International Boxing Hall of Fame

Barney Ross

"The Pride of the Ghetto"

CLICK HERE Barney Ross' complete record from boxrec.com

 

From Wikipedia, the free encyclopedia

Born December 23, 1909(1909-12-23)
New York City
Died January 17, 1967 (aged 57)
Chicago, Illinois
Occupation World Champion Boxer
Spouse(s) Pearl Siegel
Cathy Howlett

A hero in the ring and outside of it, the life of one of the world's greatest boxers, Barney Ross, born Dov-Ber Rasofsky (December 23, 1909January 17, 1967), is a drama of epic proportion -- and in Ross' case the facts truly eclipse any fiction. After his beloved father, a rabbi, dies in his arms after being shot in a robbery, Ross, a rabbinical student: loses his faith in God and abandons his studies; becomes a street brawler alongside his buddy Jack Ruby; goes to work for Al Capone; transforms himself into the first three weight-class champion in boxing history; becomes a leader for the Jewish people and all Americans in the battle against Hitler and Nazism, then gives up boxing and insists on fighting as a Marine in World War II, where at the age of 33 he single-handedly kills 22 Japanese soldiers in winning a battle on Guadalcanal.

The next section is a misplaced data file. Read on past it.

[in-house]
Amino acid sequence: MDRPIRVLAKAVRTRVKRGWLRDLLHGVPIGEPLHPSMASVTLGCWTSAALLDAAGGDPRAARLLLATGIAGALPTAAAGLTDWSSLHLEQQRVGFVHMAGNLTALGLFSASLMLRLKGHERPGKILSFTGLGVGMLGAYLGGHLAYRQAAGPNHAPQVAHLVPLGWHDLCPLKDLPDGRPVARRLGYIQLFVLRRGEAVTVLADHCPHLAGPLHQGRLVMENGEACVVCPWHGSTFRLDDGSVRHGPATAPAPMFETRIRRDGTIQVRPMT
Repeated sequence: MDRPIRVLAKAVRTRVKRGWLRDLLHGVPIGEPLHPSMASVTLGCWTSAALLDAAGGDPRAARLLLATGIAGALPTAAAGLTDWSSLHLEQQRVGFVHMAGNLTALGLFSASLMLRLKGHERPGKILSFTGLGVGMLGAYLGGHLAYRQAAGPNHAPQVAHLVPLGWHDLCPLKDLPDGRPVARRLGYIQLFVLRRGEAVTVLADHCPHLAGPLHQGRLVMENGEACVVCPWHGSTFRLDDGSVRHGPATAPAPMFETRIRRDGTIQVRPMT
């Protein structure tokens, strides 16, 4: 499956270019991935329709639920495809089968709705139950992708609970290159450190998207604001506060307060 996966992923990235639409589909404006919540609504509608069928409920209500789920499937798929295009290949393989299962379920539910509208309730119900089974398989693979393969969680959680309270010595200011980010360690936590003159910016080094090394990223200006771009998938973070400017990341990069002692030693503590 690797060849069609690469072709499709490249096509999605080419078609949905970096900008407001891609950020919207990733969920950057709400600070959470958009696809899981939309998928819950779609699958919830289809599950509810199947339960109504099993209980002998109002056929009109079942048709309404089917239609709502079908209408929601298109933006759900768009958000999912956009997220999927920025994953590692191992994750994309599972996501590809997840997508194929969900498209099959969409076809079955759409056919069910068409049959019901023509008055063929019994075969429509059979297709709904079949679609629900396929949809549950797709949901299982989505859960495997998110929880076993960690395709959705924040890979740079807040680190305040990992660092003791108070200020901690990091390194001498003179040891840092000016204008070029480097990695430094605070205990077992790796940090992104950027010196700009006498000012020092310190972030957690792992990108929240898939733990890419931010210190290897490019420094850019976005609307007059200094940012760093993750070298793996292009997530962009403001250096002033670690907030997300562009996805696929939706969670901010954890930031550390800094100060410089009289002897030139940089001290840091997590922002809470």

Ross was perhaps the first Jewish-American person ever to have a ticker-tape parade in his honor, and likely the first to be celebrated by a president, Franklin D. Roosevelt, in a Rose Garden ceremony after his WW II heroics. As a professional athlete, he made more money than Babe Ruth and had his own namesake candy bar, too. Still, in turning from cloistered, pious rabbinical student to fierce warrior leader, Ross is said to have struggled with his identity, and his later heroine addiction is testament of that. The legend of Barney Ross is pure America, from his dramatic early struggle, to legendary heroism to heartbreak. And his friend, Jack Ruby, would, of course, make history in his own way -- killing Lee Harvey Oswald.